India has 3rd highest online bullying rate [Survey]
A recent survey by Microsoft noted that cyber-bullying was on the rise among Indian children and teenagers in the age bracket of 8 to 17. While the term cyber bullying may not be a part of an Indian youth’s vocabulary yet, a significant 53% of Indian children said that they had faced negative experiences online.
29% of respondents in the 8-17 age group said that they have been made fun off, or teased online. 25% have been called names while 22% have been at the receiving end of unfriendly treatment online. In total, 53% of Indian respondents said that they had been bullied online as compared to a worldwide average of 37%.
This meant that India’s online bullying rate was ranked third highest in the world. It also emerged that a total of 77% of Indian respondents said that they had been bullied either online or offline. In other words, nearly 8 out of 10 Indian respondents have been bullied via either mode. However only 54% of children and teens said that they had been bullied offline, as compared to a worldwide average of 72%.
Further analytics from the survey revealed that the chances of being bullied online were more for children in the age group of 8-12 (58%) as compared to 13-17 (48%). This could very well be an eye opener because popular social networking websites often have in place age limits for membership. For example, Facebook does not allow anyone younger than 13 to sign up. However there are no formal verification procedures to ensure the same.
The survey also noted that unlike offline bullying where girls were more likely to be bullied, the online playground seems to be free for all as both genders are equally likely to face cyber bullying. The Indian youth also seem to be aware young netizens as 8 out of 10 boys and nearly the same number of girls acknowledge cyber bullying.
So what are the parents doing to protect their children from negative experiences online?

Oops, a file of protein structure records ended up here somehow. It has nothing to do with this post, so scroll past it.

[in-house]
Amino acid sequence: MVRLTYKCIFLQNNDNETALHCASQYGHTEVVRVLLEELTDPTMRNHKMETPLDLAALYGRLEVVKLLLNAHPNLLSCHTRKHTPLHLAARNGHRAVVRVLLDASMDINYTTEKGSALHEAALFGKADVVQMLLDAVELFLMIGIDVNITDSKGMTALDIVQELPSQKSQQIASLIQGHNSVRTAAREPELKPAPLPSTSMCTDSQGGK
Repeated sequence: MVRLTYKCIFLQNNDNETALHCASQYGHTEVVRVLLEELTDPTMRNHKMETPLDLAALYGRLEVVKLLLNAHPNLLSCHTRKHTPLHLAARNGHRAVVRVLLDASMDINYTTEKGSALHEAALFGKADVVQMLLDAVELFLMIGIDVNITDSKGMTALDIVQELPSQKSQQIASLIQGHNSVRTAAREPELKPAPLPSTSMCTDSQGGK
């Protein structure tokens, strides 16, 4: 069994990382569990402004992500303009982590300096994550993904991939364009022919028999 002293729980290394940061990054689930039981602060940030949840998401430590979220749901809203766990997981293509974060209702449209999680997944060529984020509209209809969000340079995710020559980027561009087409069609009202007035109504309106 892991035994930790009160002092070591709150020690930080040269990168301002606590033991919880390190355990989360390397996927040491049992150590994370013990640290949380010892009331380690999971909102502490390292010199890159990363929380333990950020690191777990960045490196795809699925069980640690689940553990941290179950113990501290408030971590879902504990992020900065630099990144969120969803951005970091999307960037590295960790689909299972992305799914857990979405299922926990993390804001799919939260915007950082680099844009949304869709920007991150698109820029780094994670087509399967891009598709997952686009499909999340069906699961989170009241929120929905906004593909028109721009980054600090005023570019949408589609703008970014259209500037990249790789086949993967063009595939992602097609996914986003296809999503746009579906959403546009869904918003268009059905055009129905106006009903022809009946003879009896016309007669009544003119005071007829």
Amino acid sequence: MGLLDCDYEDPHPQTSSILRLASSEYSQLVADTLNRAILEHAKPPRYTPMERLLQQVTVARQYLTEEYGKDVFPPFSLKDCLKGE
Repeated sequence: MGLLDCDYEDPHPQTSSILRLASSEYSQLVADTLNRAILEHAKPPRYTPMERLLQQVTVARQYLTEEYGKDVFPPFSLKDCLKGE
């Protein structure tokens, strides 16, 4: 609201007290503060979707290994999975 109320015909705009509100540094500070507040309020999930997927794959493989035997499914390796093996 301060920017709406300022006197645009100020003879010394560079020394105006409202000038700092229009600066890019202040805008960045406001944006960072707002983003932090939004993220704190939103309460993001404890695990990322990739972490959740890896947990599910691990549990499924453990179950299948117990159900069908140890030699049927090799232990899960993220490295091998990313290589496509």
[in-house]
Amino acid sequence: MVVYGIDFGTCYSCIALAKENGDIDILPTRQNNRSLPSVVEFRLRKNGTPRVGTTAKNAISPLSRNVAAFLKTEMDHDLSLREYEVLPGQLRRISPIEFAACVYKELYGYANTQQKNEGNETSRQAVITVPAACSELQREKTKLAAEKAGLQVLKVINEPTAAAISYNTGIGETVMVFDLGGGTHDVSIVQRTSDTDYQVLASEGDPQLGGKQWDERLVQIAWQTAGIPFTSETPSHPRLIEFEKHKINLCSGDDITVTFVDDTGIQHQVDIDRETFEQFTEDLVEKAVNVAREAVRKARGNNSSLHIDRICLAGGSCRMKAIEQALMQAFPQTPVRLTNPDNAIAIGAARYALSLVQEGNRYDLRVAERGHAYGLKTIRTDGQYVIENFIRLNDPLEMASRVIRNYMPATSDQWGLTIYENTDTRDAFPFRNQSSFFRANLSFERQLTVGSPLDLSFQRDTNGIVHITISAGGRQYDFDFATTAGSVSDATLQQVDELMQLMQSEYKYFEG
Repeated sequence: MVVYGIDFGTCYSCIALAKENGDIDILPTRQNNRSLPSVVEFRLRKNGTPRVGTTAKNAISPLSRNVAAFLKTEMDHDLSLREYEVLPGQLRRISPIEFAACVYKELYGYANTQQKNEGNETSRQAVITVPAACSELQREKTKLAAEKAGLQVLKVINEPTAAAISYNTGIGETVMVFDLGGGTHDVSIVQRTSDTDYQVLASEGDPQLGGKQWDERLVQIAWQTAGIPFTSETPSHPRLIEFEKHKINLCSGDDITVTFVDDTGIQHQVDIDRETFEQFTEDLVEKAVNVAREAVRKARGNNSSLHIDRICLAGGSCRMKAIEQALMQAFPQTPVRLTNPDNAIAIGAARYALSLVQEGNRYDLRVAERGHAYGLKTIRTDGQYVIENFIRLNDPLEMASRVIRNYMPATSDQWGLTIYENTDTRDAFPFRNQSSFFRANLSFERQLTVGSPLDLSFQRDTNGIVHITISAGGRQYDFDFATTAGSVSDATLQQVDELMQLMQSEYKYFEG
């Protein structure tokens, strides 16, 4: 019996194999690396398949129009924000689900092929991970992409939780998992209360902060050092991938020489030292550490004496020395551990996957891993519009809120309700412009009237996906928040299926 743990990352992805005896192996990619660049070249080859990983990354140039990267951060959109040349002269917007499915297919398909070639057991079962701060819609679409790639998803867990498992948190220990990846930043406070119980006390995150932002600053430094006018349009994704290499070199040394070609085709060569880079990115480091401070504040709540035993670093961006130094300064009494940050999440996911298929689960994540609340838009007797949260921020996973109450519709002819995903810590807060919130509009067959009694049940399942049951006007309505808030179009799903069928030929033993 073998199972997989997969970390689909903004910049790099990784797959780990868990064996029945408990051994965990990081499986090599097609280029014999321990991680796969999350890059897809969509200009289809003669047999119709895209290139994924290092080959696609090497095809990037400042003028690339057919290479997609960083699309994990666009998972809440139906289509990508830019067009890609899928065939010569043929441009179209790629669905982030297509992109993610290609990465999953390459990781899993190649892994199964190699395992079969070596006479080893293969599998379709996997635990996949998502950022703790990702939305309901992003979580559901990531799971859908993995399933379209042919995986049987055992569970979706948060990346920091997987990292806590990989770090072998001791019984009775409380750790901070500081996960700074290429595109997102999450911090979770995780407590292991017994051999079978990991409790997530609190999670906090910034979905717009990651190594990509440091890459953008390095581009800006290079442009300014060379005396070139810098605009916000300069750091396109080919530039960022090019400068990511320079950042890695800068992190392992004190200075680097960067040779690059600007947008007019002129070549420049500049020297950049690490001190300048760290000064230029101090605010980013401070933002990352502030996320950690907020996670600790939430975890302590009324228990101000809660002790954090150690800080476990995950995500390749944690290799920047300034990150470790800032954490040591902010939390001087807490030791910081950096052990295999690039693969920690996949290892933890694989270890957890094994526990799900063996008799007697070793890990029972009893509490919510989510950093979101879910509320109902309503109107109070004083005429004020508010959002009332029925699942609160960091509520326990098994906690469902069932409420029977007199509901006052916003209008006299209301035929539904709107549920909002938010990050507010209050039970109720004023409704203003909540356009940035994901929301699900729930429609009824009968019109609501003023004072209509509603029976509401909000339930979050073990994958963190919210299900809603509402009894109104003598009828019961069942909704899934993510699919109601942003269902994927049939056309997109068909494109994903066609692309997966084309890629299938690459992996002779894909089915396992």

Surprisingly and positively, 45% of the parents said that they have taught their children online manners. 4 out of 10 parents monitor their children’s online activity. While Indian parents seem to acknowledge that there are certain risks that children face online, only 3 out of 10 actually ask their kids if they have been cyber bullied.
And what are the schools doing about it?
Not much, the survey suggests. Of all the schools that the respondents attend, only 38% have formal policies that address this issue. Additionally, only 43% of schools have in the past, or currently provide education about online bullying to their students.
In India, the IT Act 2000 addresses issues pertaining to obscenity, privacy and confidentiality amongst others. However cyber bullying is yet to find its way into the books of law in a pure form.
For India, Cyberbullying is a whole new battleground. Just over a decade back, it would have been unheard of, to find a 13 year old girl crying because some of her friends made fun of her Facebook profile. A 10 year old boy would not have been found sad just because someone made fun of him in an email which was copied it to all his classmates.
Cyberbullying is quite different from offline bullying. A child being bullied on the school playground can easily walk away from the situation. That may not necessarily be possible on the internet. A Facebook comment making fun of a teenage girl cannot be deleted unless it is on her own wall.
It is apparent that the online playground is not free of risks. But then again, at least punches can’t be thrown!